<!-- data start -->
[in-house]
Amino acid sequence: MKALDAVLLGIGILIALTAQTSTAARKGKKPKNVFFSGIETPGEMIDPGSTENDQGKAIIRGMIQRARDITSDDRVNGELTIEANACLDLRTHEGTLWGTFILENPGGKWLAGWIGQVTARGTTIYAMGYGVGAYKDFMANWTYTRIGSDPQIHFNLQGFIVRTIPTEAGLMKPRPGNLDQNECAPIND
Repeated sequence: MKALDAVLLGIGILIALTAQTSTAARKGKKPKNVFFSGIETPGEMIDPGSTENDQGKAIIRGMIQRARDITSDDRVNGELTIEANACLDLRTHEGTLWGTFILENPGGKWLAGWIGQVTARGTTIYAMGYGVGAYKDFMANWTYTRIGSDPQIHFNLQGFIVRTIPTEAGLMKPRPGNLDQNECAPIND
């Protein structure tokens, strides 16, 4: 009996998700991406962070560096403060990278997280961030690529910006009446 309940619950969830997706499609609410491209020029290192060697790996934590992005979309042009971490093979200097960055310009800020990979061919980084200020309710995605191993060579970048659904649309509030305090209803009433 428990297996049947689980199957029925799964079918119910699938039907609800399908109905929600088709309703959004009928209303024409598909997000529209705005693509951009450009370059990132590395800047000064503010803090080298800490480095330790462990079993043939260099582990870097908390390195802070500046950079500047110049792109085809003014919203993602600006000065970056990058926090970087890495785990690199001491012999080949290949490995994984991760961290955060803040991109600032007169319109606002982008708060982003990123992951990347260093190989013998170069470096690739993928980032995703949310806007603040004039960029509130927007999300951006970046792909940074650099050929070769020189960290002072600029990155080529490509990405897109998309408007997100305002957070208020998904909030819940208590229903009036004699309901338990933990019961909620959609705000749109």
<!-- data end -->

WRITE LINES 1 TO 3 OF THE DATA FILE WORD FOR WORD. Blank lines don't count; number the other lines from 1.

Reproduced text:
[in-house]
Amino acid sequence: MKALDAVLLGIGILIALTAQTSTAARKGKKPKNVFFSGIETPGEMIDPGSTENDQGKAIIRGMIQRARDITSDDRVNGELTIEANACLDLRTHEGTLWGTFILENPGGKWLAGWIGQVTARGTTIYAMGYGVGAYKDFMANWTYTRIGSDPQIHFNLQGFIVRTIPTEAGLMKPRPGNLDQNECAPIND
Repeated sequence: MKALDAVLLGIGILIALTAQTSTAARKGKKPKNVFFSGIETPGEMIDPGSTENDQGKAIIRGMIQRARDITSDDRVNGELTIEANACLDLRTHEGTLWGTFILENPGGKWLAGWIGQVTARGTTIYAMGYGVGAYKDFMANWTYTRIGSDPQIHFNLQGFIVRTIPTEAGLMKPRPGNLDQNECAPIND